As we continued to expand, I remained the only foreigner on our board of directors. My unique position made my responsibilities increasingly diverse. I organized marketing and outreach events, designed curriculum, and recruited, hired, and managed our entire team of foreign teachers. My proudest accomplishment with FasTrack is the team I helped build in our international teaching department, a group of 32 wildly over-qualified group of individuals that essentially grew and spread from word of mouth alone. Our teaching staff’s strength was without question the most significant contributor to our company’s success and the envy of the industry. Word of our success spread to the point that partner schools in other regions of China would regularly ask me to come help them rework their recruiting process in order to compete with our performance metrics.
What led you to pursue an MBA at this point in your career? While I loved almost every minute of that experience in China, I eventually began to feel like I was just treading water. We grew to become an established brand, so a significant amount of my creative outlets (marketing, social outreach, event planning) began to be cordoned off and handed over to experts in those fields, while I had to shift my entire focus to managing the foreign teachers. I found that I had reached a certain plateau. If I were going to be able to climb to the next level of responsibility and management within a large company, I would need the hard skills to back up my current set.
What other MBA programs did you apply to? University of Arizona, USC
What was the most challenging question you were asked during the admissions process?
I was asked to describe myself in 15 words. That question paradoxically manages to feel like way too many, yet somehow not nearly enough words to summarize me. On a serious note, I really do find it almost impossible to accurately and objectively describe myself, which has made the application process a bit of a challenge. That being said, it’s undoubtedly a valuable exercise in self-reflection and a helpful skill moving forward with interviews in the business world.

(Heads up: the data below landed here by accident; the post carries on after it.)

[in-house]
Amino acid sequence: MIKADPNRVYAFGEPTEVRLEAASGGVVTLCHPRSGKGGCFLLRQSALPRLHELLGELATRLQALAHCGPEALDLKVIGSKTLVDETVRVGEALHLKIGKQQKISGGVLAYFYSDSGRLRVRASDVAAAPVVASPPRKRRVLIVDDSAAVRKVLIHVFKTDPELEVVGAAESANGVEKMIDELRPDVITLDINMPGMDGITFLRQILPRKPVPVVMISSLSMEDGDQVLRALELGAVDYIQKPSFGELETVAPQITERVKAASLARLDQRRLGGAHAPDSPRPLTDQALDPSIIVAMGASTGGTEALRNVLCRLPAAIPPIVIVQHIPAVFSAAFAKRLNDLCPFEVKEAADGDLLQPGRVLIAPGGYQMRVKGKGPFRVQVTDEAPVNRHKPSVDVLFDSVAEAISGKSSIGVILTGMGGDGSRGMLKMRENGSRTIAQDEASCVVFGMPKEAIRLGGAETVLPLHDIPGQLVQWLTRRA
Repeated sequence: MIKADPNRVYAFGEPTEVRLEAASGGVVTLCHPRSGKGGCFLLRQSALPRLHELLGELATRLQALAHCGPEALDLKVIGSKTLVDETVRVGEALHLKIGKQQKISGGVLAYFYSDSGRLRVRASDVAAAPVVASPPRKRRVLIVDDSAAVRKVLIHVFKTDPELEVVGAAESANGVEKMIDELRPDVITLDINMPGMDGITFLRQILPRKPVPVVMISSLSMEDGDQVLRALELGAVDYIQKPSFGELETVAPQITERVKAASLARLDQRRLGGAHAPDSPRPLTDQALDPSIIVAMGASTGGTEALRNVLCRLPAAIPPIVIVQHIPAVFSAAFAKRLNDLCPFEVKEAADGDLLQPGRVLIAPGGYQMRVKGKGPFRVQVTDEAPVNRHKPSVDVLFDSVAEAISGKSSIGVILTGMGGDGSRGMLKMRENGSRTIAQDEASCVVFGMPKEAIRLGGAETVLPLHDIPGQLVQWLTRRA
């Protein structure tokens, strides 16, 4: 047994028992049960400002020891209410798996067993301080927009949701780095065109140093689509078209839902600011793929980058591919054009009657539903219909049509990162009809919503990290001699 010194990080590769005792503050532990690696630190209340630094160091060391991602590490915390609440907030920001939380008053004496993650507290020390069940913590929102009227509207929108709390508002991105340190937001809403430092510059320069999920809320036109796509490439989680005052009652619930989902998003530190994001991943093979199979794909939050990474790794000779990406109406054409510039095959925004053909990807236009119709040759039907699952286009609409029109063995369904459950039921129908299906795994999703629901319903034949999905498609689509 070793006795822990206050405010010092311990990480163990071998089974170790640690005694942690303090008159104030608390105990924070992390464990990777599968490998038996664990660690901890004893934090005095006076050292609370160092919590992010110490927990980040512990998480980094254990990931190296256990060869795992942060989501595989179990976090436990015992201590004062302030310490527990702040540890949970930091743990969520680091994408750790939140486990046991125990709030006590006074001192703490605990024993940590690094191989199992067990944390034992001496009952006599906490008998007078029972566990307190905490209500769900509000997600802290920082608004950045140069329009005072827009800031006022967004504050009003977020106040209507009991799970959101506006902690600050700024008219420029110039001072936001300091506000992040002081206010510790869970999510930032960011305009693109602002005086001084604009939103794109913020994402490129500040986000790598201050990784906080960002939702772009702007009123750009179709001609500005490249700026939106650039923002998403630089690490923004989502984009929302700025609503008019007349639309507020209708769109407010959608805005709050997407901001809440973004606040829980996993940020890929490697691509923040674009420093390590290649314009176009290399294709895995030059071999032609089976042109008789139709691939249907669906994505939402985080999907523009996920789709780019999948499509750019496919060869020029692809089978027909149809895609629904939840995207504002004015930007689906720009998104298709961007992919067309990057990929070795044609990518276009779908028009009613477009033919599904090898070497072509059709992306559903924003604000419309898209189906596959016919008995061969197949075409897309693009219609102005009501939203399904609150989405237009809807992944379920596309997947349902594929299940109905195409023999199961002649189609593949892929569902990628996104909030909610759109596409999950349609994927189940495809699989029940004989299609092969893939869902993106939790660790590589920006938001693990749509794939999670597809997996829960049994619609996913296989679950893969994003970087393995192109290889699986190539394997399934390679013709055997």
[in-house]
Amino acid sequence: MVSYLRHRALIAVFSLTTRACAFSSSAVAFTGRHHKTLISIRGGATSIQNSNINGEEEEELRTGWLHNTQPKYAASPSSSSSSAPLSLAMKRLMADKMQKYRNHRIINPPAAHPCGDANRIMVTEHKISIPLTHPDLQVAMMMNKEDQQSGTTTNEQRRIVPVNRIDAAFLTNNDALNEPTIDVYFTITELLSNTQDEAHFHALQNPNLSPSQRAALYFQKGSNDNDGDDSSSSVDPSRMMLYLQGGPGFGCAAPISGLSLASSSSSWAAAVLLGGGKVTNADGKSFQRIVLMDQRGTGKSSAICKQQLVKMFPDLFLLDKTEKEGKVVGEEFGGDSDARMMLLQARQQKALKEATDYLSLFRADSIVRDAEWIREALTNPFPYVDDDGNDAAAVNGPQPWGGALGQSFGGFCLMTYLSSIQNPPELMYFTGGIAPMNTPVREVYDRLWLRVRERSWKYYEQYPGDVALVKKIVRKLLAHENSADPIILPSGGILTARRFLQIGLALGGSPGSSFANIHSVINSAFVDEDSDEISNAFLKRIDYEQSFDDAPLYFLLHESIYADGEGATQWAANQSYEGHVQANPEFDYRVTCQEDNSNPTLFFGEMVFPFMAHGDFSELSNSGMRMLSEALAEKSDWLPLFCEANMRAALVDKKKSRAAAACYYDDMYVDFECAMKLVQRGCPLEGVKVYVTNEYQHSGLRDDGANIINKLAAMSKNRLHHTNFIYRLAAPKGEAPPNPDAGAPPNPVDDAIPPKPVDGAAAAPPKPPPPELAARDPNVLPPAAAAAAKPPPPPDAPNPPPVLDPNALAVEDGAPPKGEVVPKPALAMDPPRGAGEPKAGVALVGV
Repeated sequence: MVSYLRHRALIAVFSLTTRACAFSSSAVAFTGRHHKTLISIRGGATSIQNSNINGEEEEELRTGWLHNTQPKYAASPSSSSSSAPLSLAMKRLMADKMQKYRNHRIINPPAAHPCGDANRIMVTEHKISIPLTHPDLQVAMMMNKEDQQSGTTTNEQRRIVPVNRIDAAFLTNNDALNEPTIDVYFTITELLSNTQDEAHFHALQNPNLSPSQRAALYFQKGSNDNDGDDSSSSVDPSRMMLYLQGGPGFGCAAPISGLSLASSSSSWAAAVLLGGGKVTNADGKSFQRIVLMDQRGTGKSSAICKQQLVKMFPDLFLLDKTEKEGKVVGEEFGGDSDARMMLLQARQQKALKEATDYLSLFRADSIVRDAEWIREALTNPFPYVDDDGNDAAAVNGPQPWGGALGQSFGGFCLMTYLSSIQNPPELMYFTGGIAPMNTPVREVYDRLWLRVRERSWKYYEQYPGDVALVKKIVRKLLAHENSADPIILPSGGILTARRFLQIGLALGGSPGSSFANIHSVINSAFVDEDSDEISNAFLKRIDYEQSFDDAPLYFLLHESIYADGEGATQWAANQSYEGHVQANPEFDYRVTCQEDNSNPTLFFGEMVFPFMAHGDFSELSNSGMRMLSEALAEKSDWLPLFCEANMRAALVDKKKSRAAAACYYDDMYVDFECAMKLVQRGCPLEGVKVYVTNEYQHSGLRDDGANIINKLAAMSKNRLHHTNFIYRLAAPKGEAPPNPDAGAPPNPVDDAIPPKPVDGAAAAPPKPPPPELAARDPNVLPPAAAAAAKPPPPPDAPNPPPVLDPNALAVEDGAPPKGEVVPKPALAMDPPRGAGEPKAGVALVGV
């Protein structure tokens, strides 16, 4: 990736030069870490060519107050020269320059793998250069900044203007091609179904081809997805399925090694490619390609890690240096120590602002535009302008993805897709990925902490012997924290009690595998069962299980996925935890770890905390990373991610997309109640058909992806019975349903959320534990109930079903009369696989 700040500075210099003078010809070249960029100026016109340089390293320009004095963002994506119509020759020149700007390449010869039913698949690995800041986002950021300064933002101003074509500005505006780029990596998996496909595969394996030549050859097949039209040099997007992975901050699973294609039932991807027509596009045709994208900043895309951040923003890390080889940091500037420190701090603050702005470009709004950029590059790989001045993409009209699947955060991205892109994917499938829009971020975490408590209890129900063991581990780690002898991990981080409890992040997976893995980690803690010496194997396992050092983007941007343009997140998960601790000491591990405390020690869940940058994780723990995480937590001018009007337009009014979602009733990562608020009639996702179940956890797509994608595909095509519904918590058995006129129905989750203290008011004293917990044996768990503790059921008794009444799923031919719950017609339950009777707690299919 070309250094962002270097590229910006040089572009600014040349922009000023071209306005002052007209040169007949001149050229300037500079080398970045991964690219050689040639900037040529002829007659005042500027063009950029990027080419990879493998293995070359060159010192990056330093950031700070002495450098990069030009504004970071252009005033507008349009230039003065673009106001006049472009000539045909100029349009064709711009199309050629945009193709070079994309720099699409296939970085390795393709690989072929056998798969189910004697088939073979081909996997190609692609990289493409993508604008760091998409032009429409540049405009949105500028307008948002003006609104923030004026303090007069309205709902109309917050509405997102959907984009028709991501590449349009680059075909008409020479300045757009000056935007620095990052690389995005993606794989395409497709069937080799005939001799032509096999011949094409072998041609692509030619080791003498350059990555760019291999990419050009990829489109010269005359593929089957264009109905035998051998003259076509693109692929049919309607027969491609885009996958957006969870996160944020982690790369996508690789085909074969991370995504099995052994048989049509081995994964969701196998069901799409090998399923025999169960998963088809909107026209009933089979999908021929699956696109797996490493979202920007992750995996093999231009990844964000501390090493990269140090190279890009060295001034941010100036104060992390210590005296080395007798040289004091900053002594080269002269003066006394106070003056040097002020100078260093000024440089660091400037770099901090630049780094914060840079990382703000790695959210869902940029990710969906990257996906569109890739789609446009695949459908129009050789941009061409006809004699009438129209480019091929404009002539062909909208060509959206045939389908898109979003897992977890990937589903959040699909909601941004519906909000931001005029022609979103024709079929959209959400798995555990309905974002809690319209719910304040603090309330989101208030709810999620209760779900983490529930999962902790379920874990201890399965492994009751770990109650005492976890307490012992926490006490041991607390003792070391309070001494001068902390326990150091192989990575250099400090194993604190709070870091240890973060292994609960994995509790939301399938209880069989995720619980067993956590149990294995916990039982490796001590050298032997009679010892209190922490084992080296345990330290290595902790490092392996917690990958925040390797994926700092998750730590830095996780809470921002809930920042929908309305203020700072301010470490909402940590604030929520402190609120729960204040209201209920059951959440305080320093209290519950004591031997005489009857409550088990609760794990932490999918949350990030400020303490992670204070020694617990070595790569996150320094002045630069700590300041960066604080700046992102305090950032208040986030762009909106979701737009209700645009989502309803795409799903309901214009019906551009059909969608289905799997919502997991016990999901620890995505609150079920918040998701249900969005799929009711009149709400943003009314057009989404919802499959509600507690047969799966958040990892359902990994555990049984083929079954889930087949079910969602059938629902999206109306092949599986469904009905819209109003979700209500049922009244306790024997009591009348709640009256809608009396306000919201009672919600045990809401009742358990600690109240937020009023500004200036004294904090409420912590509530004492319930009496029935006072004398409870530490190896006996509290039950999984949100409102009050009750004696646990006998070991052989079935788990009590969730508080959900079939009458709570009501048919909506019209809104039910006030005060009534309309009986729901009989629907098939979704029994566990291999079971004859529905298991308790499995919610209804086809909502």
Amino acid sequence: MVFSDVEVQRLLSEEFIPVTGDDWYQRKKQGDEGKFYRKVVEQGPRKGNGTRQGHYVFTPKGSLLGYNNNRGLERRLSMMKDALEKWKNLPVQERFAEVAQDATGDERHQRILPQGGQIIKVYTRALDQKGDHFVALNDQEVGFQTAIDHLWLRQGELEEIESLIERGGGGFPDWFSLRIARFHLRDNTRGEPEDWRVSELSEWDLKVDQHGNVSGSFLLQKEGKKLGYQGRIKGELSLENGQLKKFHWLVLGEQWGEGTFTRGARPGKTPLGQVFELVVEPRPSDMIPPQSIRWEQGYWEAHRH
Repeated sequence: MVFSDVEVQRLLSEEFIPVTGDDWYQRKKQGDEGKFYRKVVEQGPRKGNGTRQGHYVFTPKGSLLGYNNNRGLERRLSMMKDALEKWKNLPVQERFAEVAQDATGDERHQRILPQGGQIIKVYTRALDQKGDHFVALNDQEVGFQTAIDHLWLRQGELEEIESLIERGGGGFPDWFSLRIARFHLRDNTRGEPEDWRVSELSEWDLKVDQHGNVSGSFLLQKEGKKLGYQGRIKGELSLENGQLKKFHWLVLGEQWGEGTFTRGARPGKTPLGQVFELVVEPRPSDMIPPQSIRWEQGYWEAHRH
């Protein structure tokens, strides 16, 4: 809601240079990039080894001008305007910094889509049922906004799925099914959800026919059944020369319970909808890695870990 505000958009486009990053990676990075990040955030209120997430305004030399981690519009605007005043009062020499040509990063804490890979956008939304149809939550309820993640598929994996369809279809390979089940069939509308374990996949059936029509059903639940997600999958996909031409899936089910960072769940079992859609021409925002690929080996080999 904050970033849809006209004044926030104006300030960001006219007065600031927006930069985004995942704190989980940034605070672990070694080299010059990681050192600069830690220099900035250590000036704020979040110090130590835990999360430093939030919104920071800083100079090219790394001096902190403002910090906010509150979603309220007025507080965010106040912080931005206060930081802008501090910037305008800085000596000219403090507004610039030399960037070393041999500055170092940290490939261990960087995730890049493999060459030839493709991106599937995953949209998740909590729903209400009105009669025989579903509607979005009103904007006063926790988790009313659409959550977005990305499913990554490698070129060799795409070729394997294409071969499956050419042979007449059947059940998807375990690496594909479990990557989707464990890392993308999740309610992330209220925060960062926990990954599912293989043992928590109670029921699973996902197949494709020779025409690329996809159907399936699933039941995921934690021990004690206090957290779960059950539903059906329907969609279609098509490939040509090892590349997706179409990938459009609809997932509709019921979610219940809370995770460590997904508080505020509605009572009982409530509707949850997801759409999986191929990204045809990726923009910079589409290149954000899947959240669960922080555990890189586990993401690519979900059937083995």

What was your defining moment, and how did it prepare you for business school? Certainly, the most defining moment in my development as a person was something I had absolutely no ownership in, but that is probably not as uncommon as it sounds at first glance. My parents decided my brother and I were being raised in too sheltered of a community in wonder bread-white suburban Alaska (yes, we have suburbs in Alaska). So when I was eight, they decided to take a year sabbatical from their careers and move the family to Central America. After spending a comfortable six months in a small town in Costa Rica, they decided that was still not quite adventurous enough, so we moved to the city of Granada in the more rugged Nicaragua. It would be impossible to describe all the ways that this experience shaped my life, but it certainly planted the seed of a love for adventure and exploration. This led me down a particular path that ended up with an MBA being the clear step forward for my career goals. While some criticize an MBA for being too broad and not specialized enough, I find that flexibility and open-endedness to be the single most enticing aspect of the degree.
What is the most important attribute that you are seeking in an MBA employer? Autonomy. Trust your talent and empower your employees to grow into and beyond their roles without the confining restraints of micro-management, and I promise you won’t be disappointed.
DON’T MISS: Meet Arizona State’s MBA Class of 2022